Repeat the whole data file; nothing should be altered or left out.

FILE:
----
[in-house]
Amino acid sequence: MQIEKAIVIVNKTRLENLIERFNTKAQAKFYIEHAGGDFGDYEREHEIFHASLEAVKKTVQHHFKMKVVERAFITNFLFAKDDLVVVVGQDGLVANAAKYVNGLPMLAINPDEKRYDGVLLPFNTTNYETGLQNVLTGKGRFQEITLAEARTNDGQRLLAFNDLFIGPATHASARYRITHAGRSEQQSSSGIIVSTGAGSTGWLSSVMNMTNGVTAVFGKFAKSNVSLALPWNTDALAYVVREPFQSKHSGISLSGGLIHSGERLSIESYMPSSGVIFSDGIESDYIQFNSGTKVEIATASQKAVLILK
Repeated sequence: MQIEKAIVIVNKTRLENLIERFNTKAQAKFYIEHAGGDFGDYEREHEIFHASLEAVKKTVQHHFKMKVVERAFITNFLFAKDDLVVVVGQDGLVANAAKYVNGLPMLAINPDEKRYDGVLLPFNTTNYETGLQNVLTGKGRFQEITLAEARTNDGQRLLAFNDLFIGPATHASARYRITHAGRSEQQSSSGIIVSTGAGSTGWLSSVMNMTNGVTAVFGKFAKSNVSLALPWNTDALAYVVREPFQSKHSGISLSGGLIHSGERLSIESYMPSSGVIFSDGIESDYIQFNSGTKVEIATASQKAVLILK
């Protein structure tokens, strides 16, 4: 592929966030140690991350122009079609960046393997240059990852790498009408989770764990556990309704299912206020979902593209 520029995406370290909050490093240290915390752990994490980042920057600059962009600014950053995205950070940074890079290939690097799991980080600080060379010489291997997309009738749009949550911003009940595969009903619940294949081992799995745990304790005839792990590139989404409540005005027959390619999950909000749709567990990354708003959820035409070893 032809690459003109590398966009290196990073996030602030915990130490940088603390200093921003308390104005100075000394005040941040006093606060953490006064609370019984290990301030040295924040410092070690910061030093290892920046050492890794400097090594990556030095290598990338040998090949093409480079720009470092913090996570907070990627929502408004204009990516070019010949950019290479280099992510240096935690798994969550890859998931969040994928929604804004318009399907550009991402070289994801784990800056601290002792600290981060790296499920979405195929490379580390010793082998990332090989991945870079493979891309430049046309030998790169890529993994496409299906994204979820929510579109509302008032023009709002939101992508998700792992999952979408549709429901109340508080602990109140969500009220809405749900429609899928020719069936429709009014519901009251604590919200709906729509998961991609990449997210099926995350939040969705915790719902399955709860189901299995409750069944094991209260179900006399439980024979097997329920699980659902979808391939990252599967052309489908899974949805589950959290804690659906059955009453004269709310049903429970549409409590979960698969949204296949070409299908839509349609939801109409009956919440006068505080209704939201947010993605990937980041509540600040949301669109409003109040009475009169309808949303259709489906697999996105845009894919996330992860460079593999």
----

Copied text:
[in-house]
Amino acid sequence: MQIEKAIVIVNKTRLENLIERFNTKAQAKFYIEHAGGDFGDYEREHEIFHASLEAVKKTVQHHFKMKVVERAFITNFLFAKDDLVVVVGQDGLVANAAKYVNGLPMLAINPDEKRYDGVLLPFNTTNYETGLQNVLTGKGRFQEITLAEARTNDGQRLLAFNDLFIGPATHASARYRITHAGRSEQQSSSGIIVSTGAGSTGWLSSVMNMTNGVTAVFGKFAKSNVSLALPWNTDALAYVVREPFQSKHSGISLSGGLIHSGERLSIESYMPSSGVIFSDGIESDYIQFNSGTKVEIATASQKAVLILK
Repeated sequence: MQIEKAIVIVNKTRLENLIERFNTKAQAKFYIEHAGGDFGDYEREHEIFHASLEAVKKTVQHHFKMKVVERAFITNFLFAKDDLVVVVGQDGLVANAAKYVNGLPMLAINPDEKRYDGVLLPFNTTNYETGLQNVLTGKGRFQEITLAEARTNDGQRLLAFNDLFIGPATHASARYRITHAGRSEQQSSSGIIVSTGAGSTGWLSSVMNMTNGVTAVFGKFAKSNVSLALPWNTDALAYVVREPFQSKHSGISLSGGLIHSGERLSIESYMPSSGVIFSDGIESDYIQFNSGTKVEIATASQKAVLILK
């Protein structure tokens, strides 16, 4: 592929966030140690991350122009079609960046393997240059990852790498009408989770764990556990309704299912206020979902593209 520029995406370290909050490093240290915390752990994490980042920057600059962009600014950053995205950070940074890079290939690097799991980080600080060379010489291997997309009738749009949550911003009940595969009903619940294949081992799995745990304790005839792990590139989404409540005005027959390619999950909000749709567990990354708003959820035409070893 032809690459003109590398966009290196990073996030602030915990130490940088603390200093921003308390104005100075000394005040941040006093606060953490006064609370019984290990301030040295924040410092070690910061030093290892920046050492890794400097090594990556030095290598990338040998090949093409480079720009470092913090996570907070990627929502408004204009990516070019010949950019290479280099992510240096935690798994969550890859998931969040994928929604804004318009399907550009991402070289994801784990800056601290002792600290981060790296499920979405195929490379580390010793082998990332090989991945870079493979891309430049046309030998790169890529993994496409299906994204979820929510579109509302008032023009709002939101992508998700792992999952979408549709429901109340508080602990109140969500009220809405749900429609899928020719069936429709009014519901009251604590919200709906729509998961991609990449997210099926995350939040969705915790719902399955709860189901299995409750069944094991209260179900006399439980024979097997329920699980659902979808391939990252599967052309489908899974949805589950959290804690659906059955009453004269709310049903429970549409409590979960698969949204296949070409299908839509349609939801109409009956919440006068505080209704939201947010993605990937980041509540600040949301669109409003109040009475009169309808949303259709489906697999996105845009894919996330992860460079593999």